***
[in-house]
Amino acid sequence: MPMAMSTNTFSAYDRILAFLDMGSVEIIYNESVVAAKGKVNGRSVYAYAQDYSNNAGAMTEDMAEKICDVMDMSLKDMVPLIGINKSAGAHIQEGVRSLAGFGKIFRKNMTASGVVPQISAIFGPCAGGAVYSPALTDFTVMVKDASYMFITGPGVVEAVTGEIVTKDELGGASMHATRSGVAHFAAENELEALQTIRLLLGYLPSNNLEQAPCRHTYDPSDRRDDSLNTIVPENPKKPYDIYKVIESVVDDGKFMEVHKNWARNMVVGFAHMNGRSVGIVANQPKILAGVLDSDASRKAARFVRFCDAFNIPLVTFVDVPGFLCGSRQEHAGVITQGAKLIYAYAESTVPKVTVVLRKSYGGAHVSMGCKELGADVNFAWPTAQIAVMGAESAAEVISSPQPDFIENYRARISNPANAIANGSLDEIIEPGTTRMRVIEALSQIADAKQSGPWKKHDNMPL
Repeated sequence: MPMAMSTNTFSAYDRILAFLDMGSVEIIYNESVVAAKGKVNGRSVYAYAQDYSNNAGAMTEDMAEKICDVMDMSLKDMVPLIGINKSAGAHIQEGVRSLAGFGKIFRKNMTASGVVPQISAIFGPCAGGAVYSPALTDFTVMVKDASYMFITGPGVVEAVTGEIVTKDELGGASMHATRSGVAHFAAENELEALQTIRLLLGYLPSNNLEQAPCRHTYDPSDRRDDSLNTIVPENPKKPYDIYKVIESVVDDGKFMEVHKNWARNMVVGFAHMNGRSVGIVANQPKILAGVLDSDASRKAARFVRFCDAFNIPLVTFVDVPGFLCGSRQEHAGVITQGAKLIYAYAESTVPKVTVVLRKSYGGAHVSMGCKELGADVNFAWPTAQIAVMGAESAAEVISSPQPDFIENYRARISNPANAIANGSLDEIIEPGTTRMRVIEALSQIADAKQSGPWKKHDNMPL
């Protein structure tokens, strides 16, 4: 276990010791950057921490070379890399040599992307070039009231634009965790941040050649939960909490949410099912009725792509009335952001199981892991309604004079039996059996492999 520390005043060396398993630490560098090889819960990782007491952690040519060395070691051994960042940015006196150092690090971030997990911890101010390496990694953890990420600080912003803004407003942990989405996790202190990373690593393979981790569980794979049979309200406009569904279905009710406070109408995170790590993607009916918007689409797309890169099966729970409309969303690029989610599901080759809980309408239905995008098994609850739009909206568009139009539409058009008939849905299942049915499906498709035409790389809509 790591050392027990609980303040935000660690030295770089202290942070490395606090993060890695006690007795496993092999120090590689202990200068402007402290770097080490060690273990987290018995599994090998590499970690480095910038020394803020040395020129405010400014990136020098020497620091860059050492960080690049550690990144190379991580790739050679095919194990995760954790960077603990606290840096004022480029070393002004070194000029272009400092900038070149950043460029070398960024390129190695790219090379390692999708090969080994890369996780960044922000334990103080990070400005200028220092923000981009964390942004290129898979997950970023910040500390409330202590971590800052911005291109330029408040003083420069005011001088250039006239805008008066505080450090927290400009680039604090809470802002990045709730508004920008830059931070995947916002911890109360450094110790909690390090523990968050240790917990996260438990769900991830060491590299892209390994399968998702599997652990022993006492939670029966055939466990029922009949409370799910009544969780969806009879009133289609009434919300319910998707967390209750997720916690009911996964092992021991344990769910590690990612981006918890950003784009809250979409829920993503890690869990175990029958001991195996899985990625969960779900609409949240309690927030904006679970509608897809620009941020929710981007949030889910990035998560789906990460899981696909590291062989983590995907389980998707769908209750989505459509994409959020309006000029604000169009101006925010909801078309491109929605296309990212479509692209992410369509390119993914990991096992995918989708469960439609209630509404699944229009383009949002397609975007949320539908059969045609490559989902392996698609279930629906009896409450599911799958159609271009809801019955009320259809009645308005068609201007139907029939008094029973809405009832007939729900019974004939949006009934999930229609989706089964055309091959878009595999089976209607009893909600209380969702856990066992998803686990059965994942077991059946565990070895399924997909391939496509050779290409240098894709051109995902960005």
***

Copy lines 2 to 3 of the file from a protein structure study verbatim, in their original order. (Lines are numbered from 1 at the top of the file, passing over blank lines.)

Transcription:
Amino acid sequence: MPMAMSTNTFSAYDRILAFLDMGSVEIIYNESVVAAKGKVNGRSVYAYAQDYSNNAGAMTEDMAEKICDVMDMSLKDMVPLIGINKSAGAHIQEGVRSLAGFGKIFRKNMTASGVVPQISAIFGPCAGGAVYSPALTDFTVMVKDASYMFITGPGVVEAVTGEIVTKDELGGASMHATRSGVAHFAAENELEALQTIRLLLGYLPSNNLEQAPCRHTYDPSDRRDDSLNTIVPENPKKPYDIYKVIESVVDDGKFMEVHKNWARNMVVGFAHMNGRSVGIVANQPKILAGVLDSDASRKAARFVRFCDAFNIPLVTFVDVPGFLCGSRQEHAGVITQGAKLIYAYAESTVPKVTVVLRKSYGGAHVSMGCKELGADVNFAWPTAQIAVMGAESAAEVISSPQPDFIENYRARISNPANAIANGSLDEIIEPGTTRMRVIEALSQIADAKQSGPWKKHDNMPL
Repeated sequence: MPMAMSTNTFSAYDRILAFLDMGSVEIIYNESVVAAKGKVNGRSVYAYAQDYSNNAGAMTEDMAEKICDVMDMSLKDMVPLIGINKSAGAHIQEGVRSLAGFGKIFRKNMTASGVVPQISAIFGPCAGGAVYSPALTDFTVMVKDASYMFITGPGVVEAVTGEIVTKDELGGASMHATRSGVAHFAAENELEALQTIRLLLGYLPSNNLEQAPCRHTYDPSDRRDDSLNTIVPENPKKPYDIYKVIESVVDDGKFMEVHKNWARNMVVGFAHMNGRSVGIVANQPKILAGVLDSDASRKAARFVRFCDAFNIPLVTFVDVPGFLCGSRQEHAGVITQGAKLIYAYAESTVPKVTVVLRKSYGGAHVSMGCKELGADVNFAWPTAQIAVMGAESAAEVISSPQPDFIENYRARISNPANAIANGSLDEIIEPGTTRMRVIEALSQIADAKQSGPWKKHDNMPL